Outback rocks shed light on ancient life
ANU scientists are solving the mysteries of how life as we know it first emerged.
Researchers say they have found more details about a pivotal moment for the planet in a study of ancient sedimentary rocks from central Australia.
“We crushed these rocks to powder and extracted molecules of ancient organisms from them,” said Dr Jochen Brocks from the ANU Research School of Earth Sciences.
“These molecules tell us that it really became interesting 650 million years ago. It was a revolution of ecosystems, it was the rise of algae.”
Dr Brocks said the rise of algae triggered one of the most profound ecological revolutions in Earth’s history, leading to almost all life we know of today.
“Before all of this happened, there was a dramatic event 50 million years earlier called Snowball Earth,” he said.
“The Earth was frozen over for 50 million years. Huge glaciers ground entire mountain ranges to powder that released nutrients, and when the snow melted during an extreme global heating event, rivers washed torrents of nutrients into the ocean.”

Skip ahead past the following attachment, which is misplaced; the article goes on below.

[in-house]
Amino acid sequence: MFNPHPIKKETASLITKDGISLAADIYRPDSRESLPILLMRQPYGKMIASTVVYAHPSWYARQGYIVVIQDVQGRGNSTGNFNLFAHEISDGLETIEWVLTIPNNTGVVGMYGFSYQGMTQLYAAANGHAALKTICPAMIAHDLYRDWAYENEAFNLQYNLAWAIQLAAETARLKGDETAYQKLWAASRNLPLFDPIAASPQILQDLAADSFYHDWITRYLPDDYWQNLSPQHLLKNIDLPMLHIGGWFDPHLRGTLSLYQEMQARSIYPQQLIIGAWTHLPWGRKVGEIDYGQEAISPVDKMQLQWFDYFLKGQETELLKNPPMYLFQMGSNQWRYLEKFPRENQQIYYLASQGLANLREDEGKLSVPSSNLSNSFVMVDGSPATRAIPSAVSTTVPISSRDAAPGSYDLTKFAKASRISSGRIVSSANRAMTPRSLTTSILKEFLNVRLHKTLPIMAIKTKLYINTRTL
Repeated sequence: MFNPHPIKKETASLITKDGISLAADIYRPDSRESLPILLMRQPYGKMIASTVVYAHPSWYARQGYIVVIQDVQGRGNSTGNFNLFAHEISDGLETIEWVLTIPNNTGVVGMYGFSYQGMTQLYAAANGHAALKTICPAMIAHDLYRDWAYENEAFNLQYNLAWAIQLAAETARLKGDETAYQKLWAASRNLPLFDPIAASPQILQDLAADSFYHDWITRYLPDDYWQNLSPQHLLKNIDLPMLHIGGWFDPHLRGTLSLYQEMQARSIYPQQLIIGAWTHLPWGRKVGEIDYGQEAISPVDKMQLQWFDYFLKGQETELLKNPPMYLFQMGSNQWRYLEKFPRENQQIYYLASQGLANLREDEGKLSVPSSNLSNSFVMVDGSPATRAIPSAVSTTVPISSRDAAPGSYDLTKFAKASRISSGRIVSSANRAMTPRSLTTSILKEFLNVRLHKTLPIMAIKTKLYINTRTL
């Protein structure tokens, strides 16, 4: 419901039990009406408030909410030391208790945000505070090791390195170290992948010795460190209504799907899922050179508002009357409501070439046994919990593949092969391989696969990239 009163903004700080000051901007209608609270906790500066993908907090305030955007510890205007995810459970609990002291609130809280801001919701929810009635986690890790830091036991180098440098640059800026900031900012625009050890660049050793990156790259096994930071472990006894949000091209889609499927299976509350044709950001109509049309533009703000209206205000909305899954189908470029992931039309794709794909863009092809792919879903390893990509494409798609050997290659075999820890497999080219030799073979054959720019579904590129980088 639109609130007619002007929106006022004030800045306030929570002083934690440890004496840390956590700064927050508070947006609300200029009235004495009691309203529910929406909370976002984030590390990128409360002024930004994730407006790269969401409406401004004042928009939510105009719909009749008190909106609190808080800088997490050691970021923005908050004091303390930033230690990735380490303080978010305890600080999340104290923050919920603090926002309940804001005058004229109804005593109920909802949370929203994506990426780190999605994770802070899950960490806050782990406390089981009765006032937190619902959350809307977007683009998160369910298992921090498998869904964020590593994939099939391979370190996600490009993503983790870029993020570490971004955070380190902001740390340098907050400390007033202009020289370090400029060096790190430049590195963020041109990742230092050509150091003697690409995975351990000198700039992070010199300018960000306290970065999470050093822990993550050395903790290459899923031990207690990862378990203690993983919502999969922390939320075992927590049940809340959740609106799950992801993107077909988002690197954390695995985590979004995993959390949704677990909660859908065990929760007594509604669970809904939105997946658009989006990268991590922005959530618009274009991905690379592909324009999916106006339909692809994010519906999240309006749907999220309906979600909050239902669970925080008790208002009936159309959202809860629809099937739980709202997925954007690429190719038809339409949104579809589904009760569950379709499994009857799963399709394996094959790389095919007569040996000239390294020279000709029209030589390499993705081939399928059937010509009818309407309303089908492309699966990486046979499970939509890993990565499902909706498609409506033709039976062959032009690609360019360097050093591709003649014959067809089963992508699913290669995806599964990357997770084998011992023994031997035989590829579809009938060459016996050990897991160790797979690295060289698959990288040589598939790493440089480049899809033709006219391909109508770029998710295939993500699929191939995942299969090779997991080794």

Dr Brocks said the extremely high levels of nutrients in the ocean, and cooling of global temperatures to more hospitable levels, created the perfect conditions for the rapid spread of algae.
It was the transition from oceans being dominated by bacteria to a world inhabited by more complex life, he said.
“These large and nutritious organisms at the base of the food web provided the burst of energy required for the evolution of complex ecosystems, where increasingly large and complex animals, including humans, could thrive on Earth,” Dr Brocks said.
Co-lead researcher Dr Amber Jarrett discovered ancient sedimentary rocks from central Australia that related directly to the period just after the melting of Snowball Earth.
“In these rocks we discovered striking signals of molecular fossils,” said Dr Jarrett, an ANU Research School of Earth Sciences PhD graduate.
“We immediately knew that we had made a ground-breaking discovery that snowball Earth was directly involved in the evolution of large and complex life.”
The latest study has been published in the journal Nature.